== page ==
Archive for October, 2011

sorting out thoughts on culture

Thursday, October 27th, 2011

I went into the last few classes with the initial mindset that globalization was harming culture across the world. The fact that London reminded me strongly of New York City and that you can find McDonald’s restauraunts around the world was somehow alarming. The idea that languages are dying out at a rapid rate is still difficult to swallow. But what is it exactly that we’re afraid of? It seems as if most of the change we’re truly intimidated by has been brought about by big business– namely food companies, movie producers, and other media elements. Other cultural change, however, has been looked upon positively. As we brought up in class, having a Thai restaurant down the street has been viewed as a good thing. Being able to make friends in China through social networking facets and having the ability to practice a foreign language with a native speaker through a simple phone call or internet chat could be considered remarkable. It’s difficult to put myself in the shoes of someone across the world and see their standpoint since I’ve always lived in what could be considered the “dominant culture”. I’m still forming my stance on culture in relation to globalization- but i’m glad i chose a question concerning it for the expert study. Culture is such a multi-faceted element that it’s going to be difficult to pinpoint how it has diffused and if the effects could be considered positive or negative. Personally at this point I feel that globalization may be giving big businesses an upper hand in spreading their products worldwide and many of us may interpret this as a diffusion of culture. I think there are probably two levels– the big business diffusion of products that is taken at face-value as culture, and the diffusion of deeper cultural elements such as language, values, and ideals.

…so who’s to blame?

Wednesday, October 19th, 2011

I’m currently taking an intro to Sociology course (The Social World) , and my textbook often references globalization in relation to Sociology. The first time it’s brought up in the text is the standard introduction– globalization as the continual integration of many elements of life across the world (primarily facilitated by advancements in technology). However, later in the chapters, globalization seems to be portrayed in a somewhat negative light. A discussion about the spread of dominant American culture and the inequality of wealth across the world both cite globalization as a primary cause for these undesirable phenomenons. It seems that people often lay blame on globalization for many modern problems- whether it be unequal wealth distribution, destruction of the environment, mass integration of culture, or a variety of other complaints.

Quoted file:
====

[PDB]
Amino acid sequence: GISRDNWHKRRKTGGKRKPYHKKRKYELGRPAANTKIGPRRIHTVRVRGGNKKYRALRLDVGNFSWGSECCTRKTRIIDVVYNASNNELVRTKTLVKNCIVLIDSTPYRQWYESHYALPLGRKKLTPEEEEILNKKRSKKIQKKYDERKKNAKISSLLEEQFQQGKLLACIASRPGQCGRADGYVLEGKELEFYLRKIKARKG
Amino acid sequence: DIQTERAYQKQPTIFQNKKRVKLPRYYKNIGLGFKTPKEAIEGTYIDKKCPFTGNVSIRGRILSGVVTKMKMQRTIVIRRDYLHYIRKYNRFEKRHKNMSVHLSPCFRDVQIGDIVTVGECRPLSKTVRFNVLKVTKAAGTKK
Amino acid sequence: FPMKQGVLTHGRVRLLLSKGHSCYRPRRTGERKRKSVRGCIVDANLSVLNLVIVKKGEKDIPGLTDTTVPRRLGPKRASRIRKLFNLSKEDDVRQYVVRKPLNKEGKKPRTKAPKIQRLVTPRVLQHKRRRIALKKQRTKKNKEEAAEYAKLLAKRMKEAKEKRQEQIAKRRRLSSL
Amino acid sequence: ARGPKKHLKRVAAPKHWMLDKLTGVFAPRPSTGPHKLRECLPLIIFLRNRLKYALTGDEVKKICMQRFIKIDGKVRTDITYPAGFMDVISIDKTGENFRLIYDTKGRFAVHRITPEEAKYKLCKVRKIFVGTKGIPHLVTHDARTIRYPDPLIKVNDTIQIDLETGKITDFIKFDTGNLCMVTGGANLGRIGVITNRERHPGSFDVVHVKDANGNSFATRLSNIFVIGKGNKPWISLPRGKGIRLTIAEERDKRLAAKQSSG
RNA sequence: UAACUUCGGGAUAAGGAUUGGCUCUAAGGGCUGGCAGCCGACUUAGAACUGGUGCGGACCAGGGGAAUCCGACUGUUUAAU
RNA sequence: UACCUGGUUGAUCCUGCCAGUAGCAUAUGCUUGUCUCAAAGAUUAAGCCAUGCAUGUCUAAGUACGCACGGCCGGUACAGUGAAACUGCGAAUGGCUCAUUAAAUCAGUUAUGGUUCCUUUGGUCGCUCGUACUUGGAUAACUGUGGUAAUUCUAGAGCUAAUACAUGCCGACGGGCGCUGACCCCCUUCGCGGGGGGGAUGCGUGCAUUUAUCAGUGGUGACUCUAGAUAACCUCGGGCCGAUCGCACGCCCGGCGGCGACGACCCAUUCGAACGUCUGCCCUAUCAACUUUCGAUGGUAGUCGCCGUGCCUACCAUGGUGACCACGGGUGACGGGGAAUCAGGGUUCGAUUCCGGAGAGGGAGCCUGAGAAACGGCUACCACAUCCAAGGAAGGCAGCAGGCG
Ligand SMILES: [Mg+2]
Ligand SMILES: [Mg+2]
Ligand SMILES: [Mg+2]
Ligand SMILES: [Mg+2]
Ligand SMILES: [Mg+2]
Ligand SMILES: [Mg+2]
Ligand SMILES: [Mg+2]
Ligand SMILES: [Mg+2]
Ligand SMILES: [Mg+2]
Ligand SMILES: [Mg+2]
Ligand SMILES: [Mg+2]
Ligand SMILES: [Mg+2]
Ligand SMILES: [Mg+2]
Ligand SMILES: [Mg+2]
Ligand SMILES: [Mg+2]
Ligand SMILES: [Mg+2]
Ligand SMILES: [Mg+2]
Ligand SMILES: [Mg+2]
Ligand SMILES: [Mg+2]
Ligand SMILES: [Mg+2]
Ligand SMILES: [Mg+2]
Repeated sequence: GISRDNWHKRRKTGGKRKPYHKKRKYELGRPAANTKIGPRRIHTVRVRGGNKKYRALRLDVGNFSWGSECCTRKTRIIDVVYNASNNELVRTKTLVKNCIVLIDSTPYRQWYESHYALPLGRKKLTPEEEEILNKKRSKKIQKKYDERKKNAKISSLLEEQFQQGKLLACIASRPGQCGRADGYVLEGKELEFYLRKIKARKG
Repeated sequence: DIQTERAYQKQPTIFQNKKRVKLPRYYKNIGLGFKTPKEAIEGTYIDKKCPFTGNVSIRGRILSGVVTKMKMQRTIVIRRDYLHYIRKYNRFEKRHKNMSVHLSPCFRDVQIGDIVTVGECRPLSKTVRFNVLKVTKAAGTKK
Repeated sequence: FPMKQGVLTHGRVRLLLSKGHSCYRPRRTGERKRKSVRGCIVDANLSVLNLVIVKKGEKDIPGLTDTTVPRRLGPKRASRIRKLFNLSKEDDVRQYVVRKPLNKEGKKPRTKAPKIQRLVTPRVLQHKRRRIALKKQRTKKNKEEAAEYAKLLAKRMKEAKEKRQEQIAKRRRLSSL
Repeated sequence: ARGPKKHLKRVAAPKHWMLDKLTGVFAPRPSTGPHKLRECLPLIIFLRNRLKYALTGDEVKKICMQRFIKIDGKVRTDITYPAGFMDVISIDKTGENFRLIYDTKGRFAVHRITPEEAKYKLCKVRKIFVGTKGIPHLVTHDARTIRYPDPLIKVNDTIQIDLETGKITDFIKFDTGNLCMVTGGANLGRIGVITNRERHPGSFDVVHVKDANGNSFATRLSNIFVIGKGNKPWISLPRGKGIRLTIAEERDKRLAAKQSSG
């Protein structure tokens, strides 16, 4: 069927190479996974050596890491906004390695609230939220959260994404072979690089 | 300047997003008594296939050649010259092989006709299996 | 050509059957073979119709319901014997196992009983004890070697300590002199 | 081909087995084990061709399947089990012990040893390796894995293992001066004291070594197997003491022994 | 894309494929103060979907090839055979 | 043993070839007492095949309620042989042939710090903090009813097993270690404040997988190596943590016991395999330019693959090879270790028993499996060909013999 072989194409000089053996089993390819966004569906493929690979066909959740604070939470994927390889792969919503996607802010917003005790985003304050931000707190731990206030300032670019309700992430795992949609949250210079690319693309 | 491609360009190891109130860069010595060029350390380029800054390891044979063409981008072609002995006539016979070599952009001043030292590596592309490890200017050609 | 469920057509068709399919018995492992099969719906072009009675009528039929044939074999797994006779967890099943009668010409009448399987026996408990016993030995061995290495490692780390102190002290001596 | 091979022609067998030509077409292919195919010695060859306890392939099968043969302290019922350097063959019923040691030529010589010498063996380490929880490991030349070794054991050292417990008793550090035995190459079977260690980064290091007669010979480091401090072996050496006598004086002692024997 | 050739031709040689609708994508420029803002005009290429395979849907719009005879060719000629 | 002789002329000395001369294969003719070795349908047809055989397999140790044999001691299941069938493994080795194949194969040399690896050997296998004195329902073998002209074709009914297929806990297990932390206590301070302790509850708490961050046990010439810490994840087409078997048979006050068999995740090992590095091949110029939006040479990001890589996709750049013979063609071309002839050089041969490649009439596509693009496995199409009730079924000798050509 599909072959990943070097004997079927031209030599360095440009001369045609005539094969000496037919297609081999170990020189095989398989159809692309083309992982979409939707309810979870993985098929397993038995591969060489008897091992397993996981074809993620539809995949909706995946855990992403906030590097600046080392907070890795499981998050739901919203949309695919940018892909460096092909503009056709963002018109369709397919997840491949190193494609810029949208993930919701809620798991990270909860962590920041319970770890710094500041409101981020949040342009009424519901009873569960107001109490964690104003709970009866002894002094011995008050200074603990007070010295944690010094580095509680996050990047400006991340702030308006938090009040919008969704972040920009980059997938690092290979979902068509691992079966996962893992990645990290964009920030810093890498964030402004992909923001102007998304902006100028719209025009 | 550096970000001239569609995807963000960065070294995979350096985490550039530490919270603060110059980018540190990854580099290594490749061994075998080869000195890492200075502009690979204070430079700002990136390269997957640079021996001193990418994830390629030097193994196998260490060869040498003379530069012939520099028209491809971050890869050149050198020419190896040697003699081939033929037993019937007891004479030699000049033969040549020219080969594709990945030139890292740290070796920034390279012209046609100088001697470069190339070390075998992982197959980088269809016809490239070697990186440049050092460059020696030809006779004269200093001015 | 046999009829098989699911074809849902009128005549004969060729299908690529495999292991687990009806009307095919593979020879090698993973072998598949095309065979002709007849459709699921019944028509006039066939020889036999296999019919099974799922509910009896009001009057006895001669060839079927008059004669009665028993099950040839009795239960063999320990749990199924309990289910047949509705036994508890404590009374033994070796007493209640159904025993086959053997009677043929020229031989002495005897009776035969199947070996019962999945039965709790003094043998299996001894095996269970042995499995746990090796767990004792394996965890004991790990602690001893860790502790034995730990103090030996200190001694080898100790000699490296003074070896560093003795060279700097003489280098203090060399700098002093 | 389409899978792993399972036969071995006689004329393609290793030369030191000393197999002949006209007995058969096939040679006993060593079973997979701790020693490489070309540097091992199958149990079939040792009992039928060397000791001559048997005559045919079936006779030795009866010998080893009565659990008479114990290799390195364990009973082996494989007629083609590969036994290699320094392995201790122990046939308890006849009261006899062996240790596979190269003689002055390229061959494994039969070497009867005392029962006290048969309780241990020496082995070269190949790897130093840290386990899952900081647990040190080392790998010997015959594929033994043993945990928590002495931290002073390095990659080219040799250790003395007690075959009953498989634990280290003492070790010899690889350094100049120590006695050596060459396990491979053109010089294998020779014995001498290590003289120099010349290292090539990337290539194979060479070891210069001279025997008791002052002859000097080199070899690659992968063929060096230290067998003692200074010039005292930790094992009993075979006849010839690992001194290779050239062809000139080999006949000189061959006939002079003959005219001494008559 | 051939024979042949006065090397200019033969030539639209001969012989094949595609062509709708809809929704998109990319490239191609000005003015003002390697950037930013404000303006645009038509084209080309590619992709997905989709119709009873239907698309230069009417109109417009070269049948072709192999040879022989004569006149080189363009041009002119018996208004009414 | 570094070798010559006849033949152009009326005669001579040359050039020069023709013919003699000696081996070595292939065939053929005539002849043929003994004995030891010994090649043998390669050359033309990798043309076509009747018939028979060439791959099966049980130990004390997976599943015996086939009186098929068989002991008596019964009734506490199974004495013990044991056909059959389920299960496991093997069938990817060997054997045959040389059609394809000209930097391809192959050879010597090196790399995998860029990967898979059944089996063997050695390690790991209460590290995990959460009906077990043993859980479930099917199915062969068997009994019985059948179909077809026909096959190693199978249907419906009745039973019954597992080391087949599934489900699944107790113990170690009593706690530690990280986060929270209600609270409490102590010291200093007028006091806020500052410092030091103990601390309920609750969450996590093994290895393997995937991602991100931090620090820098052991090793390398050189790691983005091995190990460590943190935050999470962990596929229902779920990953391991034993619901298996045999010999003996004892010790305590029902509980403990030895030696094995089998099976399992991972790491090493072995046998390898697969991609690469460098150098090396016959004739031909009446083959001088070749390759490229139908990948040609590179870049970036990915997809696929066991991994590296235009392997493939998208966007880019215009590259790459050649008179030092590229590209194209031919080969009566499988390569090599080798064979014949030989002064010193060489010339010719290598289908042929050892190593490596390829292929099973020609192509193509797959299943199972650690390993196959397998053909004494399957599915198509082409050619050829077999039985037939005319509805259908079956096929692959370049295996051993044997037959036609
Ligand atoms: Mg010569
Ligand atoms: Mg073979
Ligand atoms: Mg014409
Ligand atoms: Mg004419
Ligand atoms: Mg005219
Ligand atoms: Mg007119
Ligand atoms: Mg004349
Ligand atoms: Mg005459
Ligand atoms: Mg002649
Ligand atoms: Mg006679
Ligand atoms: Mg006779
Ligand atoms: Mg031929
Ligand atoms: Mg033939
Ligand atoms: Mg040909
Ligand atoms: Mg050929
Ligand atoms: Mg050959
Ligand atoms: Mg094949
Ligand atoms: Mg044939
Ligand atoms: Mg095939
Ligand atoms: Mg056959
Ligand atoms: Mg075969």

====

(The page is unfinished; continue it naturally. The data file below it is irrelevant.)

While many people often “lay blame” on globalization (citing it as the catalyst for vast ecological, cultural, and economic issues), who are they exactly blaming? One of the ambiguities of the globalization phenomenon is whether it’s run by a distinct force or if it is simply a system that has evolved out of a time period characterized by technology and innovation. When we lay blame on globalization, aren’t we somewhat blaming ourselves? In my opinion, no one is “running” globalization. It is our own product- we fueled and encouraged it through technological advancements and the desire to communicate, travel, and conduct business faster. The funny thing about globalization, however, is that now it has grown to a size where it cannot be avoided. Countries may try to opt out of the mass integration happening across the globe, but to do so would set themselves back in many aspects.

Ultimately, for me globalization currently draws up an image of a creature (whether or not that creature is a monster is a personal opinion) that has grown out of control. It started as something we nurtured and encouraged, but now it has grown to a proportion in which we no longer can manipulate it as easily. Globalization is rapidly expanding and changing the makeshift of many aspects of our society (most recently backed up in the article Jihad v. McWorld), but we (as world citizens) were the ones who initially fostered its development. To single out a group of people or a single element that “caused” globalization would be nearly impossible, it seems to be the product of many efforts across the globe throughout past decades combined into a singular force. Whether or not you find the products of globalization undesirable, to lay blame on globalization itself seems to be the same thing as laying blame upon humanity as a whole. If we continue to let globalization dominate our lives, it seems fruitless to point fingers for something we may have very well brought upon ourselves.